The S E Huffman Corp's first building was a trailer. Call that Building A and the latest building is Building Q. They have buildings on both sides of the main street. The street has railroad tracks down the middle. The research department is in a building that used to be a gas station. This is not your run-of-the-mill machine-tool builder's factory.

A couple pictures on my tour will be of historical significance. One shows the old assembly floor with the work-in-process going on elbow to elbow behind a broom. Unk Herb made all the classic wisecracks about that, including the fact that the low ceilings meant low overhead. Another shows the first machine being built on the new assembly building floor. You can't see the overhead crane, but you can see more open floor space than will ever be seen again. The perimeter of the new building is equipped with coolant and electrical services handy to each machine to be laid down and built up. There is a customer inspectors' lounge for those who come in to watch their machine being run off. There are second-floor offices for Huffman software people who numbered eight at the time of my visit.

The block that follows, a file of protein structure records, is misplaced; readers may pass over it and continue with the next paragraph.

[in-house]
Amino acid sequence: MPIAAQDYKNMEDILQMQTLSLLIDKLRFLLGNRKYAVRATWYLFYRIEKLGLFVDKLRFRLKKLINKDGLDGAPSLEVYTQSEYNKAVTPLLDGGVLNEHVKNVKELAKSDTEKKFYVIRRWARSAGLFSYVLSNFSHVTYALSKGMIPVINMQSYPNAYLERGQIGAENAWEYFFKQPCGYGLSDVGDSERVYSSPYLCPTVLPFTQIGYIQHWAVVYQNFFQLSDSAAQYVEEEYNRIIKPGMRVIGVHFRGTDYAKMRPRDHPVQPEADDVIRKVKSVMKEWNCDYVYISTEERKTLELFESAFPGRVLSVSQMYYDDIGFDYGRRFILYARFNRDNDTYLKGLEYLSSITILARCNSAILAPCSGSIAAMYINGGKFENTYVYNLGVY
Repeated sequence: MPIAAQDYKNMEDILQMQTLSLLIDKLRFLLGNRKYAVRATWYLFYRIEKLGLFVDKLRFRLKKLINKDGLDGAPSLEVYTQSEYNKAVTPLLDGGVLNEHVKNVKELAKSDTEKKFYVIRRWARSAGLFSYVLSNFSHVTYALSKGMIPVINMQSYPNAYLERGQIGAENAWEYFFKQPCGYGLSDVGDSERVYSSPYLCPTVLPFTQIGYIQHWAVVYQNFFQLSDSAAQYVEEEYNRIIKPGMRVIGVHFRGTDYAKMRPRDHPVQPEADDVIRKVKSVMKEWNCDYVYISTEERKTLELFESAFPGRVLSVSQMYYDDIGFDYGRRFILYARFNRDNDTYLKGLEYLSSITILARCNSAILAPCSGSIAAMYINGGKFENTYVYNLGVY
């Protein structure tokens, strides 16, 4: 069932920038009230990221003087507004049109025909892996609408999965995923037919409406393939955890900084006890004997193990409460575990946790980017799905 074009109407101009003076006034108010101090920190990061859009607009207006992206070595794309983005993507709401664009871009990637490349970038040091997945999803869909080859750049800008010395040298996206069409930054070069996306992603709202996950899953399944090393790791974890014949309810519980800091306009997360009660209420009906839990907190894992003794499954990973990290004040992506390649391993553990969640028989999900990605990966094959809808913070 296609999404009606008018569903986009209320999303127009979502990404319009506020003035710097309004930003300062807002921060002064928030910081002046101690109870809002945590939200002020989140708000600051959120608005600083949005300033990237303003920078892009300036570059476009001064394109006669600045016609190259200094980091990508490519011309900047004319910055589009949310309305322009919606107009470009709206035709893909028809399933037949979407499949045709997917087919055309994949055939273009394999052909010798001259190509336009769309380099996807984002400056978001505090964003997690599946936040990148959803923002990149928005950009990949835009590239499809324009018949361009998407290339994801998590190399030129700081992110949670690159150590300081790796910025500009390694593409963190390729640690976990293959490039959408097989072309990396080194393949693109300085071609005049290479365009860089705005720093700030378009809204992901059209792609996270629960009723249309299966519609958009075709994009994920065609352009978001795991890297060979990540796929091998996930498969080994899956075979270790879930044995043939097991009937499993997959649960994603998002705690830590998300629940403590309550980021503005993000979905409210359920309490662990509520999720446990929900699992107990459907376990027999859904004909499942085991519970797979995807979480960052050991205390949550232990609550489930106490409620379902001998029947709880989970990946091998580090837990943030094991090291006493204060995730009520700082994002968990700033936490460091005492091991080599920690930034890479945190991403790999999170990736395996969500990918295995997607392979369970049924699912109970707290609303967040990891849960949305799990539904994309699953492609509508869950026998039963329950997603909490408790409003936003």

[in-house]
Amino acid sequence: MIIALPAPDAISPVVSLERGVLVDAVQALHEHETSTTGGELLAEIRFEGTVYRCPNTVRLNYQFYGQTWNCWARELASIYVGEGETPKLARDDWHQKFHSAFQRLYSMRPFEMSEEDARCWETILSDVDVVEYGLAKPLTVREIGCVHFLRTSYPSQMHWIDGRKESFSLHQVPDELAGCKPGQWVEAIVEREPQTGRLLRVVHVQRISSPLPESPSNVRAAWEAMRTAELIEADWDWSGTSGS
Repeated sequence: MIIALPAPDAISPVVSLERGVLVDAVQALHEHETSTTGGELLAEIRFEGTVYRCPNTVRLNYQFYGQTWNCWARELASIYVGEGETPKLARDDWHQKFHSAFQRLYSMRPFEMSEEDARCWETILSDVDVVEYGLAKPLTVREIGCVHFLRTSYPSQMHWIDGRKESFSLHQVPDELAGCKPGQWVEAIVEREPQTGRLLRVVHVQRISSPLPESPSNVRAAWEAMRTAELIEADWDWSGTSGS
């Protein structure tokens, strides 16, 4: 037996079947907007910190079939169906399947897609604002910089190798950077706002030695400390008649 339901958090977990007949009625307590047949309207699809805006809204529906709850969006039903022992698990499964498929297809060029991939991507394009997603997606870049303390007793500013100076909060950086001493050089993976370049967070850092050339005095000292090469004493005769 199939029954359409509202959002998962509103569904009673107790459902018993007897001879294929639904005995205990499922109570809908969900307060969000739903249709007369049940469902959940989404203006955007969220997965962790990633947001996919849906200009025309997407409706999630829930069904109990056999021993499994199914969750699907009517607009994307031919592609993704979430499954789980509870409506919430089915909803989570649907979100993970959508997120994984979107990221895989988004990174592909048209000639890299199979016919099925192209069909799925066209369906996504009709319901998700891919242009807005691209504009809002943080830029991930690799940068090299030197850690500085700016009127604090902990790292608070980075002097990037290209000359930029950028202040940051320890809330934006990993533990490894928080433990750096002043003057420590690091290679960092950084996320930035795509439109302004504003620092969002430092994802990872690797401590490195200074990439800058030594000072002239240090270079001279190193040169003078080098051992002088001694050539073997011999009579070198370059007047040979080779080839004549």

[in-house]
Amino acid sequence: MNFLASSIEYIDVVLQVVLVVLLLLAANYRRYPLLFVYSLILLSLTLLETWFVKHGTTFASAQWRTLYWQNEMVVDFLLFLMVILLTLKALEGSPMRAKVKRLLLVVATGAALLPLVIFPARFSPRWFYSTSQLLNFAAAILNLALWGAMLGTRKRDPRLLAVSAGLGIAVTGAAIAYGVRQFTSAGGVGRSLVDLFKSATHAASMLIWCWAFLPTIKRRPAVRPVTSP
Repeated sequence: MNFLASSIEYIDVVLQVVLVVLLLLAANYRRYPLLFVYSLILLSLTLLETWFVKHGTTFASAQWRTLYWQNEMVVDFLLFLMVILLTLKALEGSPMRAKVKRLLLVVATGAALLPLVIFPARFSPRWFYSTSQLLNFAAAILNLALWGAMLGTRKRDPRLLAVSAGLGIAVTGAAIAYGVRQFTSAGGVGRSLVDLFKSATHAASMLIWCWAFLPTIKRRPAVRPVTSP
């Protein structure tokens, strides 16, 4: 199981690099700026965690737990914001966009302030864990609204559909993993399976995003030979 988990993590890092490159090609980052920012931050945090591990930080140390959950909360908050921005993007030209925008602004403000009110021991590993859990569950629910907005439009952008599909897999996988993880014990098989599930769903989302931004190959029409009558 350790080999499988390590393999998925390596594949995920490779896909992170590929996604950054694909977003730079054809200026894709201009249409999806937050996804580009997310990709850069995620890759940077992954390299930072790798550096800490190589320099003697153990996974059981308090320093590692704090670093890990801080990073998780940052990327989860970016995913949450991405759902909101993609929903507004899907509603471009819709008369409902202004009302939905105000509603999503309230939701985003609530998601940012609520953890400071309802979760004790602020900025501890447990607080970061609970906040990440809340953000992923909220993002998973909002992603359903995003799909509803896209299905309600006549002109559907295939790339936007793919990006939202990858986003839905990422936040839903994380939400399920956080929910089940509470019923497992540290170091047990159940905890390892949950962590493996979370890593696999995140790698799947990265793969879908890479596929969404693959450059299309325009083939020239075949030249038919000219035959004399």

This added capacity is necessary to accommodate steady growth in the market for their state-of-the-art machines with software to match. By growth we are talking 17 machines in 1980, 53 in 1984, with 73 planned for 1985 and over 100 for 1986.

Family-oriented organization

Stan's son, Greg Huffman, is the president of this company. But the family orientation doesn't stop there. Many of the hundred employees are related to each other. There are even five families of Laotian origin that came through connections with a local church. Huffman provides a vacation trailer at Myrtle Beach for employee families to enjoy. With the number of employees passing the 100 mark in 1984, those facilities must grow too. You get a clear reading that employee loyalty is a family matter.

It is no surprise in touring the facilities that Stan knows everyone by name, except a couple of new hires that started the week before when he was out of town. They're greeted with a welcoming hand and an exchange of friendly smiles that indicate they have met his reputation before they met Stan.

Man does not live by salary alone, so bonus and pension plans are an important part of a philosophy that rewards performance rather than extracting duty by overbearing surveillance. People who know what they are supposed to do don't have to be prodded to do it when they can see they are playing on a winning team.

Though Stan credits Greg with much of the sustained growth, it is clear that he relies heavily on Ernst Borchert, vice president, operations, to keep the place organized and running in a manner consistent with the commitments they make.